CHRISTMAS COUNTDOWN ADVENT BLOG Tuesday 22nd December 2020
12 RAMBLINGS OF CHRISTMAS
ONLY 3 SLEEPS TO CHRISTMAS
- A CHRISTMAS QUOTE
Anyone who believes that men are the equal of women has to see a man trying to wrap a Christmas present. – Anom
- CHRISTMAS FEATURE – The Christmas No.1s January 1940 – December 1951
The last two days we’ve considered all the Christmas No.1s since there has been an Official Chart from 14th November 1952. What about Christmas No.1s before there was an Official Chart?
Well, I’ve managed to get a list of those too, for the 12 years December1940 until December 1951.
I have a book “British Hit Singles January 1940 – October 1952 – The Missing Charts by a guy named Steve Waters.
“The Missing Charts” which, through the labours of one man, the late Colin Brown, compiles sales figures from music publishers and record companies to provide us with detailed listings of the top-selling records in the decade before the Official Charts began in 1952.
The very first number one in 1940 (8th January, 1940) mwas, not surprisingly, Vera Lynn with “We’ll Meet Again”.
Here are the 12 Christmas No.1s 23-Dec-1940 to 17-Dec-1951
23-Dec-40 Bless You Ink Spots
22-Dec-41 Yours (Quiereme Mucho) Vera Lynn
21-Dec-42 White Christmas Bing Crosby
20-Dec-43 Paper Doll Mills Brothers No.2 White Christmas Bing Crosby
18-Dec-44 The Cornish Rhapsody Harriet Cohen No.2 White Christmas Bing Crosby
17-Dec-45 You Belong To My Heart Bing Crosby No.2 White Christmas Bing Crosby
23-Dec-46 White Christmas Bing Crosby
22-Dec-47 White Christmas Bing Crosby
20-Dec-48 White Christmas Bing Crosby
19-Dec-49 White Christmas Bing Crosby
18-Dec-50 White Christmas Bing Crosby
17-Dec-51 White Christmas Bing Crosby
“White Christmas” is an Irving Berlin song reminiscing about an old-fashioned Christmas setting, released in 1942. The version sung by Bing Crosby is the world’s best-selling single with estimated sales in excess of 50 million copies worldwide. When the figures for other versions of the song are added to Crosby’s, sales of the song exceed 100 million.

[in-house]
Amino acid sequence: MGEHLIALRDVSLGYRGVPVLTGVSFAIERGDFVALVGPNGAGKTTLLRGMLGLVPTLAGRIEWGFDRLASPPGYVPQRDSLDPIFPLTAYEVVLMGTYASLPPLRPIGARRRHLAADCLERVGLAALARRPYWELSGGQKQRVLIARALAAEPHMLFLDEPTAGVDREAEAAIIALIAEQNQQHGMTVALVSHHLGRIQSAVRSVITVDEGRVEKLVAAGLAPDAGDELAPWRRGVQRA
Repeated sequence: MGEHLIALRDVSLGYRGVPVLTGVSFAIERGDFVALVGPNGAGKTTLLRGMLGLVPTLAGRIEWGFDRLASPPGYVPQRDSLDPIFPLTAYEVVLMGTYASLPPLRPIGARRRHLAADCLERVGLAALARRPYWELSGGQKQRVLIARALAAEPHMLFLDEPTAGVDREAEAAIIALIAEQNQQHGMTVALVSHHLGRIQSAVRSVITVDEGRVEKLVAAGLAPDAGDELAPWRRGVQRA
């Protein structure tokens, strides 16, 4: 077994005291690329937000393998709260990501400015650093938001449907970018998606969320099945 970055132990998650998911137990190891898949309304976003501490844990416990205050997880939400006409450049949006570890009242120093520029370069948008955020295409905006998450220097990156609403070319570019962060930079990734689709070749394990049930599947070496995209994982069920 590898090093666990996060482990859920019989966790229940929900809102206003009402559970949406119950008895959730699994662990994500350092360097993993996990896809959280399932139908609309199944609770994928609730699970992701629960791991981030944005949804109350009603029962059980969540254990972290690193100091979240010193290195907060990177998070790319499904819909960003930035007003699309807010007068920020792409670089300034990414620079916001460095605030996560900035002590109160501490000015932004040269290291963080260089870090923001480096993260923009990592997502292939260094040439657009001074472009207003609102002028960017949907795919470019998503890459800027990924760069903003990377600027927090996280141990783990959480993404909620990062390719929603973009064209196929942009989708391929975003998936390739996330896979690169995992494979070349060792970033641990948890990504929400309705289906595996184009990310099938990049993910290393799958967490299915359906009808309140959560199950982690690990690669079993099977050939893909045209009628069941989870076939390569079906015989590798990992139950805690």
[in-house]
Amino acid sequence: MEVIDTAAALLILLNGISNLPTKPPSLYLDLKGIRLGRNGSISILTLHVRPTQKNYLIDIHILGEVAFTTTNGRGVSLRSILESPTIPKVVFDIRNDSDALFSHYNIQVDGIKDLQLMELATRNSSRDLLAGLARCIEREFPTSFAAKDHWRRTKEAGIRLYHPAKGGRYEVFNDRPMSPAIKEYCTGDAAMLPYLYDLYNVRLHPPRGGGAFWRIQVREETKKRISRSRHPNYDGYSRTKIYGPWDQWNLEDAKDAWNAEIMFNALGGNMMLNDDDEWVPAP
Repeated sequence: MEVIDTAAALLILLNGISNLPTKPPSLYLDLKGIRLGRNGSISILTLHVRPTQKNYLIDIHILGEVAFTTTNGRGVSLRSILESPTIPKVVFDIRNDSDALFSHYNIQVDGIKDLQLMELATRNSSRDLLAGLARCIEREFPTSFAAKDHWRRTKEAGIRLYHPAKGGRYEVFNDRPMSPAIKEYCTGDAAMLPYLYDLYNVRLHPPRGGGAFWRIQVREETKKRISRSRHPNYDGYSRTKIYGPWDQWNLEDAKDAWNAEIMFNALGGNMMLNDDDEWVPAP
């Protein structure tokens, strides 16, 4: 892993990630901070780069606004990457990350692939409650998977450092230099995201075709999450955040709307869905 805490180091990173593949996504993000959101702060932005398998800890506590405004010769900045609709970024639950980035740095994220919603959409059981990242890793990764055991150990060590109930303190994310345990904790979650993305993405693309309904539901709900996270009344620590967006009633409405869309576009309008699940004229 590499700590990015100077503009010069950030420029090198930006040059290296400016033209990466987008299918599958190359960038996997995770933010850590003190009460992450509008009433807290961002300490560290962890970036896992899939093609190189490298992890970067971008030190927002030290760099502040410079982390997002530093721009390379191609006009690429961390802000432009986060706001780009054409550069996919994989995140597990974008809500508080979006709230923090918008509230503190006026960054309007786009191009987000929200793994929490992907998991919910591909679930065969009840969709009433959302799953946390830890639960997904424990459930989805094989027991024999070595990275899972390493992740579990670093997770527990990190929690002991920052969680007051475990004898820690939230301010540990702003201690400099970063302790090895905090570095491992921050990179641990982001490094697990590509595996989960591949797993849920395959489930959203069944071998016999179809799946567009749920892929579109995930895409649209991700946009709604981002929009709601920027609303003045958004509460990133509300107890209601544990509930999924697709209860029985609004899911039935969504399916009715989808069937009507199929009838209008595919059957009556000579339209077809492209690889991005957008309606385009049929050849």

Accounts vary as to when and where Berlin wrote the song. One story is that he wrote it in 1940, in warm La Quinta, California, while staying at the La Quinta Hotel, a frequent Hollywood retreat also favoured by writer-director-producer Frank Capra, although the Arizona Biltmore also claims the song was written there. He often stayed up all night writing. One day he told his secretary, “I want you to take down a song I wrote over the weekend. Not only is it the best song I ever wrote, it’s the best song anybody ever wrote.”
The first public performance of the song was by Bing Crosby, on his NBC radio show The Kraft Music Hall on Christmas Day, 1941; a copy of the recording from the radio program is owned by Crosby’s estate and was loaned to CBS News Sunday Morning for their December 25, 2011 program. He subsequently recorded the song with the John Scott Trotter Orchestra and the Ken Darby Singers and for Decca Records in 18 minutes on May 29, 1942, and it was released on July 30 as part of an album of six 78-rpm discs from the musical film Holiday Inn. At first, Crosby did not see anything special about the song. He just said “I don’t think we have any problems with that one, Irving.
Today there is an extra Blog Post with 7 News Tit-bits JUST CLICK THE LINK below:
3. CHRISTMAS MOVIE
4 CHRISTMAS SONG
- 89 Vonda Shepherd - The Man With The Bag
5. CHRISTMAS CHILDREN’S BOOK
Magnificent Mabel and the Christmas Elf by Ruth Quayle (Author), Julia Christians (Illustrator)
Paperback : 112 pages
Reading level : 5 – 7 years
Publisher : Nosy Crow Ltd